Some have within reach of a machete or an old shotgun, not very functional for “real” confrontations but quite useful to gain respect.

The area’s agricultural bureaucracy has taken only one measure: a few months ago they called a meeting of the National Association of Small Farmers. There, the peasants received the “order” to make guards to watch their plots and farms. In this way, they have become the only ones responsible for the robberies that occur on their land. The guards, in addition, represent extra time in a working day that is already quite hard.

The insecurity of the countryside is not exclusive to the Placetas-Camajuaní-Santa Clara perimeter. It is not even restricted to the rural environment. In the outskirts of the city and even in urban pens, the theft of pigs and other farm animals is a common reality.

14ymedio has received another testimony, from San Antonio de los Baños, where a couple regrets the theft of cattle. “So far this year they have taken us four cows, plus two bulls that disappeared from the corral of a relative of ours,” they say. “They kill the animals on the spot, to take the meat. They took the calf from one of our cows, which was giving birth, leaving only the bones and the viscera.”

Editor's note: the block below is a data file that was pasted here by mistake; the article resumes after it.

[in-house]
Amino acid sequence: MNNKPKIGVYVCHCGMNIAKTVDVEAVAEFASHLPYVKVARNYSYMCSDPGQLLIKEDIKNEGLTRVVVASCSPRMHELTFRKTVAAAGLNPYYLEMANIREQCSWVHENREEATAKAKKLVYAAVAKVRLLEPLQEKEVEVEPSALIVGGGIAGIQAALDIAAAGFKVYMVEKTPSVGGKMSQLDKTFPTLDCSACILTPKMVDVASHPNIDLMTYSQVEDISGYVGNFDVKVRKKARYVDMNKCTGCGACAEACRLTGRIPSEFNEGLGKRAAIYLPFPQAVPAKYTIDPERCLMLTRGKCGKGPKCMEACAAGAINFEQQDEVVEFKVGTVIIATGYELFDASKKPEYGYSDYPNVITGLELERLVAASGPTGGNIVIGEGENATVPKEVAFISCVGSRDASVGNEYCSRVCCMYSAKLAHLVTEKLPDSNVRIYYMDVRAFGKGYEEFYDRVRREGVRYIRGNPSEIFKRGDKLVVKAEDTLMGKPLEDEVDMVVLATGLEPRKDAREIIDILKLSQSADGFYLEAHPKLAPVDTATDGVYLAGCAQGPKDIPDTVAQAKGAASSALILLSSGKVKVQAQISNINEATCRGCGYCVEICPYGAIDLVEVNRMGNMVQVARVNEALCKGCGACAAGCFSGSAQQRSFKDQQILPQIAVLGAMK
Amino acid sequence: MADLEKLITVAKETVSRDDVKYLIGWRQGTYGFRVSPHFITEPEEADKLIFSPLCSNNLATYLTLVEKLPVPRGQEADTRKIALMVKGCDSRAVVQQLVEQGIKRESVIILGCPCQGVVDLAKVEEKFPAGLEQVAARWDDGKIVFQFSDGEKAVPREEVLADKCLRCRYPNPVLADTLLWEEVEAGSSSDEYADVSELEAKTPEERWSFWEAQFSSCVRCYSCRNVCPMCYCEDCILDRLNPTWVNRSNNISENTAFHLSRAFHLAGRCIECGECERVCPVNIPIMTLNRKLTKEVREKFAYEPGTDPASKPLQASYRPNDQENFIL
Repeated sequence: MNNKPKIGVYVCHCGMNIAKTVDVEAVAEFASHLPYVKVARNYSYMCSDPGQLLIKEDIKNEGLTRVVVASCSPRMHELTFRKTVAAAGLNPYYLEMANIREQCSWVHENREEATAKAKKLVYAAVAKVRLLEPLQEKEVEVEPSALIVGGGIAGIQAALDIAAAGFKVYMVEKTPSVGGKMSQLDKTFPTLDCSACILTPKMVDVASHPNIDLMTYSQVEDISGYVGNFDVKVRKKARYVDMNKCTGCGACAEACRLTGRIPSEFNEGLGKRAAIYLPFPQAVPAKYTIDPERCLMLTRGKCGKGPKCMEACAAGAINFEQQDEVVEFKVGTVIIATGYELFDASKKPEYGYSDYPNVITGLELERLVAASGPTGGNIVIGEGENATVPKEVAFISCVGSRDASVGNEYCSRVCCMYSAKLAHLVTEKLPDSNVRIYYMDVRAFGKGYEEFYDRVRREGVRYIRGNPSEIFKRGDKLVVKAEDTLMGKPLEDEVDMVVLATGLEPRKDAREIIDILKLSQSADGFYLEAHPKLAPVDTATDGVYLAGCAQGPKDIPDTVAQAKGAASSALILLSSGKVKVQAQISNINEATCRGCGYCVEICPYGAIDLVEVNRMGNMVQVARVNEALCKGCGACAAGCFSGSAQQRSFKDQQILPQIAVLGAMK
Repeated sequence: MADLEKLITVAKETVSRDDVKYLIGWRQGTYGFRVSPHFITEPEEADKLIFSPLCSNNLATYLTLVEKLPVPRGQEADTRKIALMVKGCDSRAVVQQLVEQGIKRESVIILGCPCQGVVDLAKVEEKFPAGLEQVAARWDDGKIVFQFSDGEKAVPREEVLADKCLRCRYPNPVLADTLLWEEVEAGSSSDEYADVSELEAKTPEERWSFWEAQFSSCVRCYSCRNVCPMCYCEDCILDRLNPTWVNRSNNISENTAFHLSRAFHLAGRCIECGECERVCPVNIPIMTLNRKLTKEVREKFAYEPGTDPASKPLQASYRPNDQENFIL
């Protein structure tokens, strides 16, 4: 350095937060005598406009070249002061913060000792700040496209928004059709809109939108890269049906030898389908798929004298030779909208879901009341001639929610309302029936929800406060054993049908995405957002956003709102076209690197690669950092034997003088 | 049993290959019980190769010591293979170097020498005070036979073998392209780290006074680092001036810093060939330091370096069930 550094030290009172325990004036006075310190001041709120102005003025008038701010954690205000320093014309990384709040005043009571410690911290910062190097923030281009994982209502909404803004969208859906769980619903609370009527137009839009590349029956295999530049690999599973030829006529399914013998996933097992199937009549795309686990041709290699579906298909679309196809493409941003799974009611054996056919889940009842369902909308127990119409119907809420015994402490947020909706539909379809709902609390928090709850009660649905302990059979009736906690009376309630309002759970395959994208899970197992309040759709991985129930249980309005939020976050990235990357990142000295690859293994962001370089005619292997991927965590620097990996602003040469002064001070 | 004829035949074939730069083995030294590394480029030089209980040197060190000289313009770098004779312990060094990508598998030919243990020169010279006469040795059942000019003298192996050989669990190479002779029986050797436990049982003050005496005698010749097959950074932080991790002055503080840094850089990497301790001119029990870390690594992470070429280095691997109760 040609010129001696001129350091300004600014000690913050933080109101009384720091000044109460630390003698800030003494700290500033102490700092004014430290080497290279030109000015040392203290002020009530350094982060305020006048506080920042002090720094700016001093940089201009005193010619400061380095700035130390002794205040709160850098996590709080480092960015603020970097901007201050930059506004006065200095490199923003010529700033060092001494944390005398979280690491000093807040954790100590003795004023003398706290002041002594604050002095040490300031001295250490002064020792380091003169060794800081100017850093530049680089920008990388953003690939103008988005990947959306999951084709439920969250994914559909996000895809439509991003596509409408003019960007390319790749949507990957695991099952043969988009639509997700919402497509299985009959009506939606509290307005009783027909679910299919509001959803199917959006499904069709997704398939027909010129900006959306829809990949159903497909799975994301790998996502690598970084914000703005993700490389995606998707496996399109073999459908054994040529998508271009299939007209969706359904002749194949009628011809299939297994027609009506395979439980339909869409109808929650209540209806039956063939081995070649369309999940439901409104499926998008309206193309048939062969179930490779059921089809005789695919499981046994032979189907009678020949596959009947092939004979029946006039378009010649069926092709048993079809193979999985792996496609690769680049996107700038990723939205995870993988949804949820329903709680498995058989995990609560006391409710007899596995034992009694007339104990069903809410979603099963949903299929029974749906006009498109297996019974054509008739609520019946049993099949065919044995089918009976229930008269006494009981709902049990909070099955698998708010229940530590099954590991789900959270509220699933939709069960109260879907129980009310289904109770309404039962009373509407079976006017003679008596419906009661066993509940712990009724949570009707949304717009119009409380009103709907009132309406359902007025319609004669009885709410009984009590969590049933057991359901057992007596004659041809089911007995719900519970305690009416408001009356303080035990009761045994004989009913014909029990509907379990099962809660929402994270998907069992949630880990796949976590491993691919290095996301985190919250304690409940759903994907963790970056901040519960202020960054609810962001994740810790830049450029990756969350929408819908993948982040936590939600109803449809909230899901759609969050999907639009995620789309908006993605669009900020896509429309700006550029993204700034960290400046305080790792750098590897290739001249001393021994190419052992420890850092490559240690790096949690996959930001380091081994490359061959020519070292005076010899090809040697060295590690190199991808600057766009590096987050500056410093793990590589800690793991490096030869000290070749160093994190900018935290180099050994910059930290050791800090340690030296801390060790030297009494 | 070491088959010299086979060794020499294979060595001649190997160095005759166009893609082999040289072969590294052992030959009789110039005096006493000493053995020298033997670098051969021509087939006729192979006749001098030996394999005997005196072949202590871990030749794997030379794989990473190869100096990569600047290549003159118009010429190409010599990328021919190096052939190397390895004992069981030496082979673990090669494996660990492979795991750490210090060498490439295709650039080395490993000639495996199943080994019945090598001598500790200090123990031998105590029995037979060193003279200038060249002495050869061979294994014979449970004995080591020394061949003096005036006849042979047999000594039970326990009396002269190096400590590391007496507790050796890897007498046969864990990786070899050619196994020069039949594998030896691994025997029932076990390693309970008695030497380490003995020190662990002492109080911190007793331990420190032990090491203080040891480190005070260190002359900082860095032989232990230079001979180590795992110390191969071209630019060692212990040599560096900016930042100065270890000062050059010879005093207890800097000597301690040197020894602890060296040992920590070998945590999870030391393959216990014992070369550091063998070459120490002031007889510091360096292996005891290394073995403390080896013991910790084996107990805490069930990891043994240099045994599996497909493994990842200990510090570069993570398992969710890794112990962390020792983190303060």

As in the rest of the cases, the Police are useless to investigate the crime. “When the robbery came, two officers came. The only thing they told us was to remove the cows from the agricultural registry,” says the couple. “Oh, and be careful with protesting or going out with a sign to the church park: they disappear just like animals.”

________________________

Collaborate with our work:

The team of 14ymedio is committed to doing serious journalism that reflects the reality of deep Cuba. Thank you for joining us on this long road. We invite you to continue supporting us, but this time becoming a member of our journal. Together we can continue transforming journalism in Cuba.

(function (d) { var js, id = 'facebook-jssdk', ref = d.getElementsByTagName('script')[0]; if (d.getElementById(id)) {return;} js = d.createElement('script'); js.id = id; js.async = true; js.src = "https://connect.facebook.net/en_US/all.js"; ref.parentNode.insertBefore(js, ref); }(document));

function loginFacebook(returnTo) { FB.login(function (response) { if (response.authResponse) { var ret = returnTo.split("&"); window.location.href = "/usuarios/facebook-success.html" + "?accessToken=" + response.authResponse.accessToken + "&returnTo=" + JSON.stringify(ret); } }, {scope: 'email'}); }

Source link

Previous Story

Solar sector detonated investments for 10,000 million dollars in five years

Latest from Ecuador